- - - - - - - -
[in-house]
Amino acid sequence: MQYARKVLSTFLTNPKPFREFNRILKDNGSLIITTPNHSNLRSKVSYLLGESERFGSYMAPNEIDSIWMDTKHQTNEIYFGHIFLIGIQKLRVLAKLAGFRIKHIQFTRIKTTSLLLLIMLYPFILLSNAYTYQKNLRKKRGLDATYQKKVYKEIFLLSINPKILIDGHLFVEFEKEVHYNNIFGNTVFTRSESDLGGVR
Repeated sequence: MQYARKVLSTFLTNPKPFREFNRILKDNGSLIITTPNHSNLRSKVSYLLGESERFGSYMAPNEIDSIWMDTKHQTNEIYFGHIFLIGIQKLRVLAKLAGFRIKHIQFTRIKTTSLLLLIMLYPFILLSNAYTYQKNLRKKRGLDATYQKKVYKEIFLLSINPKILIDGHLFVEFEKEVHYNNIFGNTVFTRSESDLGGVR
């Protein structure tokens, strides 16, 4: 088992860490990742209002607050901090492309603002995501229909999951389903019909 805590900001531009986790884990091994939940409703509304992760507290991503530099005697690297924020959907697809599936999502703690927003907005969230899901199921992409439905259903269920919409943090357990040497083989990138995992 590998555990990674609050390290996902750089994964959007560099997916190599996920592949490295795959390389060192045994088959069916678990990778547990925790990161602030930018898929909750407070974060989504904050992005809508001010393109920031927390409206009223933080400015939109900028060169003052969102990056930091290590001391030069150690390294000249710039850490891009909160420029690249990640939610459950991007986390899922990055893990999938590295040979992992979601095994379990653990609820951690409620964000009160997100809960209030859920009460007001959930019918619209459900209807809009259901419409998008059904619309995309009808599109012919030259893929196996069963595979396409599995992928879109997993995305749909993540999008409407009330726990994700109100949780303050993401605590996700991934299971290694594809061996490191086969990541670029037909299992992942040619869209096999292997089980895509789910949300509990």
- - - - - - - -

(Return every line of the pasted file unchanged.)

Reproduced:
[in-house]
Amino acid sequence: MQYARKVLSTFLTNPKPFREFNRILKDNGSLIITTPNHSNLRSKVSYLLGESERFGSYMAPNEIDSIWMDTKHQTNEIYFGHIFLIGIQKLRVLAKLAGFRIKHIQFTRIKTTSLLLLIMLYPFILLSNAYTYQKNLRKKRGLDATYQKKVYKEIFLLSINPKILIDGHLFVEFEKEVHYNNIFGNTVFTRSESDLGGVR
Repeated sequence: MQYARKVLSTFLTNPKPFREFNRILKDNGSLIITTPNHSNLRSKVSYLLGESERFGSYMAPNEIDSIWMDTKHQTNEIYFGHIFLIGIQKLRVLAKLAGFRIKHIQFTRIKTTSLLLLIMLYPFILLSNAYTYQKNLRKKRGLDATYQKKVYKEIFLLSINPKILIDGHLFVEFEKEVHYNNIFGNTVFTRSESDLGGVR
């Protein structure tokens, strides 16, 4: 088992860490990742209002607050901090492309603002995501229909999951389903019909 805590900001531009986790884990091994939940409703509304992760507290991503530099005697690297924020959907697809599936999502703690927003907005969230899901199921992409439905259903269920919409943090357990040497083989990138995992 590998555990990674609050390290996902750089994964959007560099997916190599996920592949490295795959390389060192045994088959069916678990990778547990925790990161602030930018898929909750407070974060989504904050992005809508001010393109920031927390409206009223933080400015939109900028060169003052969102990056930091290590001391030069150690390294000249710039850490891009909160420029690249990640939610459950991007986390899922990055893990999938590295040979992992979601095994379990653990609820951690409620964000009160997100809960209030859920009460007001959930019918619209459900209807809009259901419409998008059904619309995309009808599109012919030259893929196996069963595979396409599995992928879109997993995305749909993540999008409407009330726990994700109100949780303050993401605590996700991934299971290694594809061996490191086969990541670029037909299992992942040619869209096999292997089980895509789910949300509990």